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A Hidden High-Tech Hot Spot

Cultural and business connections have helped Taiwanese immigrants quietly create a multibillion-dollar computer industry centered in the San Gabriel Valley.

December 18, 1996|VICKI TORRES | TIMES STAFF WRITER

Behind the glitzy strip malls of the San Gabriel Valley, with their giant neon signs in Chinese and bustling throngs of shoppers, lies a network of booming yet little-noticed companies in quiet industrial neighborhoods.

Here, nondescript low-slung warehouses are strewn about like giant building blocks. But instead of ABCs, they carry names like CTX, AANEX and SOYO.

This is the heart of Southern California's Taiwanese American computer industry. From Irvine to Ventura, immigrants have established hundreds of small, nimble companies that one day might sell parts by catalog and the next, put together whole computer systems. Their thousands of workers assemble finished parts and equipment imported from Asian manufacturers and repackage them for sale nationwide and around the world.

In an era of increasing hostility toward immigrants, they are contributing to the state's economic recovery. Commercial and industrial real estate sales have skyrocketed in the San Gabriel Valley. And with their ties to Asian corporations, they are a conduit for vital Pacific Rim trade.

Just as Asian toy company owners in downtown Los Angeles' Toytown resell goods manufactured in China, the computer mini-moguls resell computer hardware built elsewhere. But with annual worldwide sales estimated at $3 billion, Southern California's Taiwanese American computer companies have far outstripped the better known $1-billion local toy industry.

Hard figures are unavailable, but computer industry analysts say a substantial number of computers and parts sold in the United States pass through the Southern California companies. The Taiwanese American firms undercut U.S. manufacturers like Compaq or Dell, resellers like Merisel or Ameriquest, and retailers like ComputerLand or Fry's Electronics.

"They are a growing part of the distribution chain for individual consumers as well as the small-business market, with prices 15% to 20% lower than [name brands]," said Van Baker of Dataquest, a San Jose-based market research firm.

An increasing number of retail shops slap their own labels on computers acquired from the Taiwanese independents, he added.

A typical San Gabriel Valley company often will specialize in importing one or two computer parts but also might assemble and sell whole systems. Some eventually turn into manufacturers themselves, designing products and contracting with Taiwan factories.

Southern California is part of a "golden triangle," said Paul Wang, co-owner of MAG Innovision Co., a Santa Ana computer firm with $700 million in annual sales. That triangle links computer design firms in Northern California's Silicon Valley, overseas Taiwan manufacturers and assembly and distribution companies here. Linked by Taiwan, the computer companies in Northern and Southern California operate at different ends of the industry.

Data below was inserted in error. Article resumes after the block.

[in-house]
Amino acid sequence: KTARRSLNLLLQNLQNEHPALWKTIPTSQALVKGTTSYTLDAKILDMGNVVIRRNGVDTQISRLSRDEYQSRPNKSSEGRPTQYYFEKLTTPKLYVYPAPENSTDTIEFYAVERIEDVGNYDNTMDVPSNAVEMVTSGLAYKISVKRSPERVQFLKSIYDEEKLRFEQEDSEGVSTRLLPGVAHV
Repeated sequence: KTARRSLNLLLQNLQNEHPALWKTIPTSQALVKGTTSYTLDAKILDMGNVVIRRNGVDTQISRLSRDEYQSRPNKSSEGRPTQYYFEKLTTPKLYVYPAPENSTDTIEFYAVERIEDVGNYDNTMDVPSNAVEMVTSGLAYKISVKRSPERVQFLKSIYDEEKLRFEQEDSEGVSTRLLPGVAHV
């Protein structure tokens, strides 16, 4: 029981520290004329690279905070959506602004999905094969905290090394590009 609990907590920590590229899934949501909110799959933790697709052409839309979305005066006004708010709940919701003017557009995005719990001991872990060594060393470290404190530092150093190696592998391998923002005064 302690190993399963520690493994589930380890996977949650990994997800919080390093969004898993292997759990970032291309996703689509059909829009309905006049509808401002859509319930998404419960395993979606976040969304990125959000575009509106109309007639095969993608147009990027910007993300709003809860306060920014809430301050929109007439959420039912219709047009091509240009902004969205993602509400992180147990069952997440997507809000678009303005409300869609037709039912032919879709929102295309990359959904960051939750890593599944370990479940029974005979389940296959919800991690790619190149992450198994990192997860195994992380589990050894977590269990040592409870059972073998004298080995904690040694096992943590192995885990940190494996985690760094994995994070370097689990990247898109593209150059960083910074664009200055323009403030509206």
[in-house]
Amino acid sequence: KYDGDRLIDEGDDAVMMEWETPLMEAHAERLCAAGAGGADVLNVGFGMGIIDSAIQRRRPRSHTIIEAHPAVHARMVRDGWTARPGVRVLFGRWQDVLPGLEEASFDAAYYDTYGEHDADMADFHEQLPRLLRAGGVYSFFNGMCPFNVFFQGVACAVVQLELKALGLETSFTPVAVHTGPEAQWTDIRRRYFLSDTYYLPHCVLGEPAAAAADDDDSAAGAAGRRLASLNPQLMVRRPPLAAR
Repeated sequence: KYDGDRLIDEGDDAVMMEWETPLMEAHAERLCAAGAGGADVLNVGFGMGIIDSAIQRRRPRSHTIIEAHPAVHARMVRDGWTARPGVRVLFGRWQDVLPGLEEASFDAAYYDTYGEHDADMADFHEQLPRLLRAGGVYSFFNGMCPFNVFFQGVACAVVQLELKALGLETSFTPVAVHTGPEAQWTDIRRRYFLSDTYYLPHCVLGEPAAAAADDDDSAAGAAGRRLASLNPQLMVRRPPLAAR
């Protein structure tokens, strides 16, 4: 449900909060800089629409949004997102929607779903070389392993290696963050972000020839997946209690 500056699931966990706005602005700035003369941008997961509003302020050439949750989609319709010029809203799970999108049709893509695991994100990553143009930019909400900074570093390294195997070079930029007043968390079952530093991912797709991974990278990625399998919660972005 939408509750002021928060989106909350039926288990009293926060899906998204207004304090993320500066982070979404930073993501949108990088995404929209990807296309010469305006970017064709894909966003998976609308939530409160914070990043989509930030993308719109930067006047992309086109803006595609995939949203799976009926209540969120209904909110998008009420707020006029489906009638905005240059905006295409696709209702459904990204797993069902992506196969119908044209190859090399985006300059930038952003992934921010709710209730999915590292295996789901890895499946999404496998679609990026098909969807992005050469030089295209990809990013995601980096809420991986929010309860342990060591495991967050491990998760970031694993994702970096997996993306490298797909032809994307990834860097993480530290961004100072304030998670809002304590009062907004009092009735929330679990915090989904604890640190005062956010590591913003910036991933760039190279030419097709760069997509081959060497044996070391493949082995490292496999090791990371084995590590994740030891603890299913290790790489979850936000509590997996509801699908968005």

"They are engineers over there. Here, we are businessmen," said Hank Tao, president of EKM Computer in Buena Park.

The distributors here are a close-knit band of entrepreneurs, largely unknown by most in the electronics and computer industries. Drawn by the concentration of Asians in the San Gabriel Valley, they cluster mainly in Walnut and the city of Industry.

"It's like, at the back door is another company," said Philip Chen, president of the Chinese Computer Assn., an organization of computer professionals.

The companies wheel and deal in "peripherals," parts like scanners, motherboards, graphics boards, monitors, power sources and networking cards.

By clustering, the firms can respond quickly to customer desires, obtaining parts from another company when they need to assemble an entire computer and avoiding costly inventories.

"If you store a lot of inventory, say a CD-ROM drive, and that drops in price from $200 to $50 in five months, you've lost money," Chen said.

These energetic companies range from tiny 10-person start-ups to global firms like ViewSonic, which has 350 employees in seven countries. There are more than 800 Taiwanese American firms in Southern California, said Johnny Tsai, president of the Max Group Corp. and head of the Southern California Chinese Computer Assn., which represents 300 business owners.

The network stretches beyond the San Gabriel Valley to a smattering of companies in Ventura County's growing technology corridor along the Ventura Freeway. In Rancho Conejo, Newbury Park and Thousand Oaks, Asians make up about 15% of the business owners. Other companies work out of Orange County, spread thinly in Tustin, Irvine and Santa Ana.

But the preferred locale is the San Gabriel Valley, with its dense cluster of about 500 firms.

"If a company is making money, they move to the city of Industry," Chen said.

Among the valley's draws are its low-crime areas and plethora of warehouses with loading docks and security devices, a must in an industry in which a suitcase of chips can easily go for $250,000.

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